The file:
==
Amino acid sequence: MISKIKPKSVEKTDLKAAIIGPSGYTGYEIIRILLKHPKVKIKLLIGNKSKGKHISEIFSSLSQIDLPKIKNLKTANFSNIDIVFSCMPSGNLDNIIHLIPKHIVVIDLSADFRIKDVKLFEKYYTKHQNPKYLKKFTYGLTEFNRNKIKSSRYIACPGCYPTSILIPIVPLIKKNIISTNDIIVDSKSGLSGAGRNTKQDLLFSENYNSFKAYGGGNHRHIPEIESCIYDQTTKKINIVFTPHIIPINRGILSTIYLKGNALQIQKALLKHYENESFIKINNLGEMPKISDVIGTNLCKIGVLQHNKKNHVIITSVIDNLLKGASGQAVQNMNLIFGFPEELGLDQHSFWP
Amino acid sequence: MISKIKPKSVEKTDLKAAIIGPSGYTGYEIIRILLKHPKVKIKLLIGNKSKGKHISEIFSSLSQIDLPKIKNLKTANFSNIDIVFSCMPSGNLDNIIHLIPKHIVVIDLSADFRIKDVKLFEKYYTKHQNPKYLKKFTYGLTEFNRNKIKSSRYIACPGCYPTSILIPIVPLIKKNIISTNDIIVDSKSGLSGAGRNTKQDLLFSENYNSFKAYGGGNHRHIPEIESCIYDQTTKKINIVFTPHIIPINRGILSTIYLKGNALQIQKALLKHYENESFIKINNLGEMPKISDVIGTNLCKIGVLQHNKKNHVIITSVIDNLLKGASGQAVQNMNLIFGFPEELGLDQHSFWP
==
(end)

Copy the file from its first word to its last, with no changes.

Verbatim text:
Amino acid sequence: MISKIKPKSVEKTDLKAAIIGPSGYTGYEIIRILLKHPKVKIKLLIGNKSKGKHISEIFSSLSQIDLPKIKNLKTANFSNIDIVFSCMPSGNLDNIIHLIPKHIVVIDLSADFRIKDVKLFEKYYTKHQNPKYLKKFTYGLTEFNRNKIKSSRYIACPGCYPTSILIPIVPLIKKNIISTNDIIVDSKSGLSGAGRNTKQDLLFSENYNSFKAYGGGNHRHIPEIESCIYDQTTKKINIVFTPHIIPINRGILSTIYLKGNALQIQKALLKHYENESFIKINNLGEMPKISDVIGTNLCKIGVLQHNKKNHVIITSVIDNLLKGASGQAVQNMNLIFGFPEELGLDQHSFWP
Amino acid sequence: MISKIKPKSVEKTDLKAAIIGPSGYTGYEIIRILLKHPKVKIKLLIGNKSKGKHISEIFSSLSQIDLPKIKNLKTANFSNIDIVFSCMPSGNLDNIIHLIPKHIVVIDLSADFRIKDVKLFEKYYTKHQNPKYLKKFTYGLTEFNRNKIKSSRYIACPGCYPTSILIPIVPLIKKNIISTNDIIVDSKSGLSGAGRNTKQDLLFSENYNSFKAYGGGNHRHIPEIESCIYDQTTKKINIVFTPHIIPINRGILSTIYLKGNALQIQKALLKHYENESFIKINNLGEMPKISDVIGTNLCKIGVLQHNKKNHVIITSVIDNLLKGASGQAVQNMNLIFGFPEELGLDQHSFWP